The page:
Although commonly known for being indoor pests, mice can be a nuisance in the garden, too! But they can climb just about anything, swim, jump a foot in the air, and squeeze through any opening larger than a quarter of an inch – so how do you keep them out of your vegetable patch? We’ll take a look at how to properly identify mice and their damage and then explore how to get rid of mice in the garden.
How to Get Rid of Mice in the Garden
Mice are commonly confused with other rodents in the garden, including voles, moles, and chipmunks, so the first step in rodent control is to properly identify the pest.
How to identify mice
Mice average five and a half to seven inches long, with a tail the same length as the rest of the body (unlike voles, which have shorter tails: learn more about voles). They tend to be brown or gray, with some appearing nearly black. In addition to their long tails, mice can be distinguished from similar rodents by their large ears and eyes.
They typically live in bushy or grassy areas and nest in shallow burrows, densely vegetated locations, or other protected areas. Although they do not tunnel like moles or voles, mice will use old mole tunnels to travel underground. Otherwise, they use narrow surface runways that connect their nests to food sources.
What mouse damage looks like
Look for signs of nibbling from mice, evidenced by small scrape marks made by their teeth. Mice can severely damage young trees by gnawing on the bark and roots, and they bite into low-hanging beans, cucumbers, peas, tomatoes, and other ripening produce.
They also dig into and nibble on root vegetables like beets, carrots, parsnips, and potatoes.
In the winter, mice often dig up bulbs, nuts, and seeds to eat, and they may also feed on the foliage and tender bark of berry bushes, roses, and other shrubs.
How to control mice
1. Clean up the garden
As with many pests, cleaning up the garden is a great way to make it less hospitable to mice. Remove any debris from in and around the garden to reduce potential nesting sites and general cover. This will not eliminate mice by itself but should be used alongside other control methods.
2. Set traps
Traps are one of the most common and effective methods for ridding the garden of mice, though they must be used with care. Bait common snap-back mouse traps (the type you would use in your house or an outbuilding) with a tiny amount of peanut butter, cheese, moistened rolled oats, or sunflower seeds. Place and set them perpendicular to runways in and near your garden. Check the traps daily, baiting and resetting as needed.
If you choose this method, keep children, pets, and other non-target animals in mind. If pets or young children have access to the area where traps are being placed, look for pet- and child-friendly mouse traps or rig up a cover that only allows mice access to the trap.
3. Trellis your veggies
Since mice only eat what they can reach, trellis, stake, or cage vining plants to keep their fruits safely off the ground. In addition to tomatoes, peas, pole beans, and cucumbers, you can even train melons and vining squash up a trellis. Make sure, though, to provide support for exceptionally large, heavy fruits in the form of a cloth sling.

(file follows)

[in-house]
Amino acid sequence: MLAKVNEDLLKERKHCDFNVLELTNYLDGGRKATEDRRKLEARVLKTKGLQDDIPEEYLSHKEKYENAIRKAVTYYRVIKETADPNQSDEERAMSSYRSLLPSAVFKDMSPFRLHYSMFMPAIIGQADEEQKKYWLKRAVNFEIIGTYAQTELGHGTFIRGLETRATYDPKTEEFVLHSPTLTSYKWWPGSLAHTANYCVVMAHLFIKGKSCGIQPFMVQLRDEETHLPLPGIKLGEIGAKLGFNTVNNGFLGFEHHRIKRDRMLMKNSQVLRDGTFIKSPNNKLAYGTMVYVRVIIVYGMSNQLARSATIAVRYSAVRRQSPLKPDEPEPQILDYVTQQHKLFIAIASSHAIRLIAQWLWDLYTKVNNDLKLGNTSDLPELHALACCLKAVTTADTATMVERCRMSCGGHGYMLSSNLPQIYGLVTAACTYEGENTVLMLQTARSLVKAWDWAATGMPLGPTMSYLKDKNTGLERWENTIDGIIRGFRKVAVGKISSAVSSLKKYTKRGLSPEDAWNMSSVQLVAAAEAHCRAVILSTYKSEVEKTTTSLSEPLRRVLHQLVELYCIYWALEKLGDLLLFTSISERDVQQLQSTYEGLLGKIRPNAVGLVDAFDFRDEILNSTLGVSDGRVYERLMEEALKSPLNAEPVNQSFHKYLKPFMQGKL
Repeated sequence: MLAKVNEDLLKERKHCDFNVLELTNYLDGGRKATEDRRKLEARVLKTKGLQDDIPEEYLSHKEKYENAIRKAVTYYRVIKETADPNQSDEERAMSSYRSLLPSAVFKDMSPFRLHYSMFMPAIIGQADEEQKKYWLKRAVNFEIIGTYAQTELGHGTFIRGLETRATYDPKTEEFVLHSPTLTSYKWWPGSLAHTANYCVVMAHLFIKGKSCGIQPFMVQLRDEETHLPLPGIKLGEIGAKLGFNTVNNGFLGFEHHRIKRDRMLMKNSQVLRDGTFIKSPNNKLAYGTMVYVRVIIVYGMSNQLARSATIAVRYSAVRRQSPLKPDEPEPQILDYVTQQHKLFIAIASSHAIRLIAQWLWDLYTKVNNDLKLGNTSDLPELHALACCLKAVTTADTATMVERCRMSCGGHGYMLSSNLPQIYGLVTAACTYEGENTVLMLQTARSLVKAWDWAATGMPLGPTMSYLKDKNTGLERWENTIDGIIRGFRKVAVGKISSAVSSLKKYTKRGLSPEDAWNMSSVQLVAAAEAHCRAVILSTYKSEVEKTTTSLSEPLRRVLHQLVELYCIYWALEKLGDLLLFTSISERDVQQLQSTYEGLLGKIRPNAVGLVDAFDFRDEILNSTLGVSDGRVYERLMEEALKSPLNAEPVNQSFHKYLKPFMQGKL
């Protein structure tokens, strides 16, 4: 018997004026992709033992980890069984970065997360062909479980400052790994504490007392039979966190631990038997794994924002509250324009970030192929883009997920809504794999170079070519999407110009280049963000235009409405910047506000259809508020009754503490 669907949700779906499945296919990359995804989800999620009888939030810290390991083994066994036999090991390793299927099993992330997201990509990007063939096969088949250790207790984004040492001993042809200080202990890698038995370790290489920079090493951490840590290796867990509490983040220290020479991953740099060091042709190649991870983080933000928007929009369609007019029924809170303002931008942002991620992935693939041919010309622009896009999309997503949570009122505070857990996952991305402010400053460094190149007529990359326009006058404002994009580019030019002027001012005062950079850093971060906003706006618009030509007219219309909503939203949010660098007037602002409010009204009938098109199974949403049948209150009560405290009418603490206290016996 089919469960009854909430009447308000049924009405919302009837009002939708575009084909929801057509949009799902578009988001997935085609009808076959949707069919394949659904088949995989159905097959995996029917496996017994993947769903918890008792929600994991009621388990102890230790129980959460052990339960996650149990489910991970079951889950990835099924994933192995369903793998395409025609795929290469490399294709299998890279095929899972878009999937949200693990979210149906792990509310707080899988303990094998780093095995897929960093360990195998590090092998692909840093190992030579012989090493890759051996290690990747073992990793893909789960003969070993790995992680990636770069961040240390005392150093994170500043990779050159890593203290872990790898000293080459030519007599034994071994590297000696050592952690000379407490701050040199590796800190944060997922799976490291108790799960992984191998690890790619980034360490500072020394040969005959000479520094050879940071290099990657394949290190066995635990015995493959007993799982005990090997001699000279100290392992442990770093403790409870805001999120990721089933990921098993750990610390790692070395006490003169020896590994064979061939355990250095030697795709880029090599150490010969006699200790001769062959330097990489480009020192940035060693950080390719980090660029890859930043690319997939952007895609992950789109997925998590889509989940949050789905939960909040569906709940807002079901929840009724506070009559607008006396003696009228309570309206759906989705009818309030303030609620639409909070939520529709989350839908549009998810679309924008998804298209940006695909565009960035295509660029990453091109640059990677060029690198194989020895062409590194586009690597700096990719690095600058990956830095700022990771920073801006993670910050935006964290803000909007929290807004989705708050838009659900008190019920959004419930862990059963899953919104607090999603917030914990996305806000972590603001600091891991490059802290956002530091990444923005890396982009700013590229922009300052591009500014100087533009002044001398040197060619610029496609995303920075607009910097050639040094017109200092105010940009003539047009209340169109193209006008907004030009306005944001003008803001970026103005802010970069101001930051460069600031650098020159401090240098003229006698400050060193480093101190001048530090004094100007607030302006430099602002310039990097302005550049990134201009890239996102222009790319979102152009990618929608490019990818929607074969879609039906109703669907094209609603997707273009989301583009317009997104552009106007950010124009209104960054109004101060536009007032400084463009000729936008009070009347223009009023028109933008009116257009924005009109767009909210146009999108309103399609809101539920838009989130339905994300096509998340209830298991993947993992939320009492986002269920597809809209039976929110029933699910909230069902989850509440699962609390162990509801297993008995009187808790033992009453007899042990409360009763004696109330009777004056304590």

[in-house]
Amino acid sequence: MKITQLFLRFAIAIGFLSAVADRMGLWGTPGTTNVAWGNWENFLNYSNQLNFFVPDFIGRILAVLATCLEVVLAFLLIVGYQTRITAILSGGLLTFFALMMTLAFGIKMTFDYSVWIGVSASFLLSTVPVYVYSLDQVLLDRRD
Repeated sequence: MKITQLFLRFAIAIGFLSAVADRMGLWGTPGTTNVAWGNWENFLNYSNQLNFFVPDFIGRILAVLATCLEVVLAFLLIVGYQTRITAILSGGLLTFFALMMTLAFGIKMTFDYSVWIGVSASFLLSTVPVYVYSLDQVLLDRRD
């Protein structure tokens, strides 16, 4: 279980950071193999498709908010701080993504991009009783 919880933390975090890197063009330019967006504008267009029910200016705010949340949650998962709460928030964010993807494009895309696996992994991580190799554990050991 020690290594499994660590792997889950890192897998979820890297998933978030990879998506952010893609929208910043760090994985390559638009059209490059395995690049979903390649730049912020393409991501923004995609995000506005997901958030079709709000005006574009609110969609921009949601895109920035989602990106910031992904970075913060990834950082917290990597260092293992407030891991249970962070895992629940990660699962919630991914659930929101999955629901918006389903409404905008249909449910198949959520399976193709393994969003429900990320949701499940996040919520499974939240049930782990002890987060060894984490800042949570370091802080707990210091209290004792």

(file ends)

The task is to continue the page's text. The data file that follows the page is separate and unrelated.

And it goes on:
4. Protect young trunks
Mice also cause damage to the trunks of young trees and shrubs by chewing on the bark. If you have problems with mice in your garden, protect saplings and small bushes by placing quarter-inch wire mesh cages around tree trunks or shrubs. Make sure the wire is at least a half-inch from the trunk, and bury the bottom edges a few inches into the soil to prevent mice from squeezing under.
5. Adopt a cat
An effective barn cat can help keep mouse populations in check around your property. If this option sounds appealing to you, check with your local animal shelter; some have a special adoption rate for barn cats, which are used to living outdoors and not housetrained.
Keep in mind, though, that a cat needs special attention and care just like any other pet or livestock. It will need adequate shelter, water, and daily food (in addition to whatever mice it catches!), as well as vaccinations and other occasional veterinary care.
You may have noticed that I did not include poison, or “bait,” in this list. This is due to the danger of nontarget animals consuming the poison either directly or indirectly, such as a predator consuming a mouse that has eaten the bait. This can lead to the poisoning of predators like owls, hawks, foxes, and snakes, all of which help keep rodent populations down. Plus, if you have dogs or cats, your pets might also eat a poisoned mouse or even the bait itself.
I hope this list has given you a few ideas for how to minimize mouse damage in your garden. Make sure you have properly identified the pest, and once you have confirmed mice as the culprits, try a control method or two (though maybe don’t combine traps with cats!). You’ll soon be back to harvesting nibble-free produce and nurturing the growth of healthy young saplings free of teeth marks.
Serena Manickam is a freelance editor and writer and sustainable market gardener in rural Virginia. She holds a BA in environmental science and runs Fairydiddle Farm, a small market garden in which she grows no-spray produce and herbs to sell at a local farmer’s market.